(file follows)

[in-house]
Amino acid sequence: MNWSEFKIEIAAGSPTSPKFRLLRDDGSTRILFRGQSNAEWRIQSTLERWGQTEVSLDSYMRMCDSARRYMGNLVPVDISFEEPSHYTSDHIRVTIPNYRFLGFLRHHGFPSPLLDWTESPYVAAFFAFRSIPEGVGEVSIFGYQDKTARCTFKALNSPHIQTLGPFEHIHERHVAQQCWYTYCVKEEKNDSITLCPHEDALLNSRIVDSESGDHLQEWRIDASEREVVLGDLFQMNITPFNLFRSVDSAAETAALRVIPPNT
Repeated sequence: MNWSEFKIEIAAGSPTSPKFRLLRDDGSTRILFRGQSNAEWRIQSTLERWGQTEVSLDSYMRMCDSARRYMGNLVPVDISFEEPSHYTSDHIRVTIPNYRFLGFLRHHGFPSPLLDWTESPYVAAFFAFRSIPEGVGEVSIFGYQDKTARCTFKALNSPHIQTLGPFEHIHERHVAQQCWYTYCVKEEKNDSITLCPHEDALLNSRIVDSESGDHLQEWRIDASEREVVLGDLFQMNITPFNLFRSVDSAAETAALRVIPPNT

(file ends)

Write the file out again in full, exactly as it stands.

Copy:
[in-house]
Amino acid sequence: MNWSEFKIEIAAGSPTSPKFRLLRDDGSTRILFRGQSNAEWRIQSTLERWGQTEVSLDSYMRMCDSARRYMGNLVPVDISFEEPSHYTSDHIRVTIPNYRFLGFLRHHGFPSPLLDWTESPYVAAFFAFRSIPEGVGEVSIFGYQDKTARCTFKALNSPHIQTLGPFEHIHERHVAQQCWYTYCVKEEKNDSITLCPHEDALLNSRIVDSESGDHLQEWRIDASEREVVLGDLFQMNITPFNLFRSVDSAAETAALRVIPPNT
Repeated sequence: MNWSEFKIEIAAGSPTSPKFRLLRDDGSTRILFRGQSNAEWRIQSTLERWGQTEVSLDSYMRMCDSARRYMGNLVPVDISFEEPSHYTSDHIRVTIPNYRFLGFLRHHGFPSPLLDWTESPYVAAFFAFRSIPEGVGEVSIFGYQDKTARCTFKALNSPHIQTLGPFEHIHERHVAQQCWYTYCVKEEKNDSITLCPHEDALLNSRIVDSESGDHLQEWRIDASEREVVLGDLFQMNITPFNLFRSVDSAAETAALRVIPPNT